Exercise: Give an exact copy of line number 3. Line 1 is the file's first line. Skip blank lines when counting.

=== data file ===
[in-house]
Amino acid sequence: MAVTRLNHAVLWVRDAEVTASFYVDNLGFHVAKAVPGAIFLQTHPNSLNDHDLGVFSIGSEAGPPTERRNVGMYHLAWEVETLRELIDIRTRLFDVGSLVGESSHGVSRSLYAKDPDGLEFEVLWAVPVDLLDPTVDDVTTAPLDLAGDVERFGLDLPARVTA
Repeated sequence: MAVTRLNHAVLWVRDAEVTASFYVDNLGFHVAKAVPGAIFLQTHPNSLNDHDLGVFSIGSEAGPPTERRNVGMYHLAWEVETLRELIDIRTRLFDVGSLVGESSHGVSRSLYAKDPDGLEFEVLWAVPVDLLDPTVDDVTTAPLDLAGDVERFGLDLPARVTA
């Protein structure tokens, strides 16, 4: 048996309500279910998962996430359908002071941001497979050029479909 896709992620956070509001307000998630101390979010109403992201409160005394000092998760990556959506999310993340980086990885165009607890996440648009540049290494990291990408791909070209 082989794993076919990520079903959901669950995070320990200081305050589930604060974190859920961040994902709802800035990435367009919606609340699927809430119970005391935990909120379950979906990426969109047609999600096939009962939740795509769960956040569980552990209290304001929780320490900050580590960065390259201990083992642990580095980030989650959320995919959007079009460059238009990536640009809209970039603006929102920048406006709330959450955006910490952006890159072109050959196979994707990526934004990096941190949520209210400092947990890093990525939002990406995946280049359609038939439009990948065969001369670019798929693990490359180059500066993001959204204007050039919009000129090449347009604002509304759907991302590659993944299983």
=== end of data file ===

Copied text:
Repeated sequence: MAVTRLNHAVLWVRDAEVTASFYVDNLGFHVAKAVPGAIFLQTHPNSLNDHDLGVFSIGSEAGPPTERRNVGMYHLAWEVETLRELIDIRTRLFDVGSLVGESSHGVSRSLYAKDPDGLEFEVLWAVPVDLLDPTVDDVTTAPLDLAGDVERFGLDLPARVTA